Managing the split to control the old and new models is also essential. When updating old models with new data, it is crucial to ensure that the new data is not already present in the test sets.
Furthermore, it is crucial to be aware of concept drift, where some translations may become outdated, and terminology drift, where translations may still be accurate but the terminology has changed for some reason.
Types of MT glossaries
MT glossaries are an essential part of any machine translation workflow. There are different types of MT glossaries, including:
- Do-not-translate list: This glossary includes words or phrases that should not be translated. For example, “Medicare” in English should be kept as “Medicare” in Spanish.
- Proper nouns: These are names of people, places, or organizations that should be translated consistently. For example, “Valencia” in English should be translated as “València” in Valencian.
- Abbreviations: This glossary includes commonly used abbreviations that may need clarification to MT models. For example, “AI” in English should be translated as “IA” in Spanish.
- Common word glossaries: This type of glossary includes commonly used words that may have different translations, and you want to stick with one. For example, “accuracy” in English can be translated as “exactitud” in Spanish.
- Expansion glossaries: They are used when a term or an abbreviation exists in the source language, but there is no corresponding term or abbreviation in the target language. In this case, human translators would typically translate the term more literally using more common words. An Expansion Glossary provides a pre-approved translation for such terms to maintain consistency and accuracy. For example, in English, the term “Drug Enforcement Agency” can be abbreviated as “DEA,” but there may not be an equivalent abbreviation in the target language. In this case, an Expansion Glossary can provide a pre-approved translation for “DEA” to ensure consistency and accuracy in the translation.
Using MT glossaries helps to improve the quality and consistency of machine translations. Maintaining and updating glossaries regularly is crucial to ensure the accuracy of translations and avoid terminology drift.
When selecting and customizing MT engines, it is essential to understand the two types of glossary support available. The first type is native support when a provider includes a glossary within the translation feature. The second type is adding a glossary on top of the existing translation. Depending on the use case, it can be achieved through various tactics like search-and-replace, word alignment, or custom-trained large-language models. In Intento MT Hub, using glossaries on top is a critical component of the Automatic Post-Editing (APE) process, including other customization like tone-of-voice or conditional grammatical gender. That means Intento can automatically correct terms in translations received from MT providers even if providers do not natively support terminology.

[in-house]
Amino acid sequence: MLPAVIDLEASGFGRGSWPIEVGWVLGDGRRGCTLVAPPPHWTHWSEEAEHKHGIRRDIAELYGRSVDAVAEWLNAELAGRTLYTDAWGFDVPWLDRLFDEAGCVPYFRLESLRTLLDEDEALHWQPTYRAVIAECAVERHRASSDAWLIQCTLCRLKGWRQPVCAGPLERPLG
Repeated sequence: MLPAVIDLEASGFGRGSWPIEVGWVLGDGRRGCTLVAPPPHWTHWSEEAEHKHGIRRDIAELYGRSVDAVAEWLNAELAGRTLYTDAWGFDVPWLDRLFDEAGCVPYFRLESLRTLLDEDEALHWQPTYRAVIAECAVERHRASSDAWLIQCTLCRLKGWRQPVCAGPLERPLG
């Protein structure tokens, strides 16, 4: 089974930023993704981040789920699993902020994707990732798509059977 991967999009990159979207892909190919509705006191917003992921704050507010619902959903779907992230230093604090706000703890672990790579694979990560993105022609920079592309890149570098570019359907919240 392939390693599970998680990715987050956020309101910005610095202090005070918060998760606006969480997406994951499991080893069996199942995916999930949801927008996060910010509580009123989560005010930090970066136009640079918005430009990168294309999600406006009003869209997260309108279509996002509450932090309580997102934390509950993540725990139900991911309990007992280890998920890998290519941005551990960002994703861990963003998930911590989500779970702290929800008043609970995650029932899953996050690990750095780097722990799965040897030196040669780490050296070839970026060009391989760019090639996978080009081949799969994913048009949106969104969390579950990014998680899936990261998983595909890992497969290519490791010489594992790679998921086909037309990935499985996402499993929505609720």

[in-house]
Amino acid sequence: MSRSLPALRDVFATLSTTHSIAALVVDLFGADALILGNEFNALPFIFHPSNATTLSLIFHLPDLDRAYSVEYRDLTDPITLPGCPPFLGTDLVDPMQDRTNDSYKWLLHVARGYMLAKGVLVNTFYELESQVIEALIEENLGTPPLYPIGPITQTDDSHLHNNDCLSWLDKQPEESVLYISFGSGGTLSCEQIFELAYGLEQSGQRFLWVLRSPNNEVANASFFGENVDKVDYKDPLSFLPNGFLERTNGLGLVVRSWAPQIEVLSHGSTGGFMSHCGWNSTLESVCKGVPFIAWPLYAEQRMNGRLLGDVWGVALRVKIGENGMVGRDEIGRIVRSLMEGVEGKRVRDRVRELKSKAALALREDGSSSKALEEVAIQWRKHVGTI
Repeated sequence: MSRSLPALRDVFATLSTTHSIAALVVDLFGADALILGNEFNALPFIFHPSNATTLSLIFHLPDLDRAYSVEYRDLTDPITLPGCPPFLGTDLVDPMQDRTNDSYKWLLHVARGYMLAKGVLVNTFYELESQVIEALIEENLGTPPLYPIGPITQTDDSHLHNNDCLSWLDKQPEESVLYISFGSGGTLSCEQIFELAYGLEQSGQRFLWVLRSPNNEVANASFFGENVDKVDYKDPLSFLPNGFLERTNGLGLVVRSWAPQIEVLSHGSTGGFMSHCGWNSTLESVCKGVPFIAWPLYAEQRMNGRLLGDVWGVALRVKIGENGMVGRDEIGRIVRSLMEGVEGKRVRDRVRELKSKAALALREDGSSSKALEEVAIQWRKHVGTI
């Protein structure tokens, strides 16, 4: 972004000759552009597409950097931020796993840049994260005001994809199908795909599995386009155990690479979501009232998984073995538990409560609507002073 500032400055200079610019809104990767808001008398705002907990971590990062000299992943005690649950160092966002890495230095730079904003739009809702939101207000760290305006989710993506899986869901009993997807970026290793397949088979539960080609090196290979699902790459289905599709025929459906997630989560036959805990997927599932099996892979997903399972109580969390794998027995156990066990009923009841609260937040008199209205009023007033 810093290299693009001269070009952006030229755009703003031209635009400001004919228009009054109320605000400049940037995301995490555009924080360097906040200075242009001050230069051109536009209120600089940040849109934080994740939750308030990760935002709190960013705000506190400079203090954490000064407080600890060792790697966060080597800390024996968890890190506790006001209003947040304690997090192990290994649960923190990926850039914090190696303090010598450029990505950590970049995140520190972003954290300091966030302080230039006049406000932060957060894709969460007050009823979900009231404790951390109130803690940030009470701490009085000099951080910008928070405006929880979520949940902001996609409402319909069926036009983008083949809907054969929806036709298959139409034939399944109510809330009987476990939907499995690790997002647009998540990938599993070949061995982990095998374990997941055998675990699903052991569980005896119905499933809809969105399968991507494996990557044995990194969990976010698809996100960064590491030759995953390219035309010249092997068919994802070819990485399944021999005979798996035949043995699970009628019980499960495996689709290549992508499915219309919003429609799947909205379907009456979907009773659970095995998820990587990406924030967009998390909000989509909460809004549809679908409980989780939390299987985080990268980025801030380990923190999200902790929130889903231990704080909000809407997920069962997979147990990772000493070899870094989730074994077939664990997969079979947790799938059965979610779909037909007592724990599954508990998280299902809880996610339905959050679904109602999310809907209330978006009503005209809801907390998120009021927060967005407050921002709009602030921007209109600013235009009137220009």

Keep in mind that there are varying levels of case sensitivity among glossaries from different vendors. At Intento, we monitor these differences and have programmed them into our system. Here is a breakdown of case sensitivity by vendor as of date:
- Amazon glossaries are case-sensitive and require an exact match for source words within custom terminology.
- DeepL glossaries are case-insensitive.
- Google glossaries are case-sensitive by default, but a parameter can change this.
- IBM glossaries are case-sensitive.
- Microsoft phrase dictionaries are case-sensitive, while sentence dictionaries are case-insensitive.
- SYSTRAN glossaries are case-sensitive.
Morphology support is only offered by a few providers, including DeepL, Systran, Yandex, and Phrase. This support is necessary to use common words in MT glossaries without post-editing.
To build a comprehensive glossary, combining human and MT glossaries is crucial. However, if compiling a glossary manually, consider the case sensitivity issues. Another option is to automatically extract glossary, DNT, abbreviation, and short-string information from TMs.
- When working with TMs to train machine translation (MT) models, it is essential to be aware of typical issues with data, such as duplicates, inconsistent translations, and technical issues. Cleaning the data yourself can ensure transparency and control, and various tools are available to help automate the process.
- It is recommended to split the dataset into training, validation, and test sets to ensure the accuracy of the MT model. Metadata should be included in the test set.
- Glossaries are essential to MT workflow. Different types of MT glossaries, such as do-not-translate lists, proper nouns, abbreviations, and common word glossaries, can be used to ensure consistent translations. It is crucial to keep glossaries up-to-date and to understand the reasons behind issues with MT results.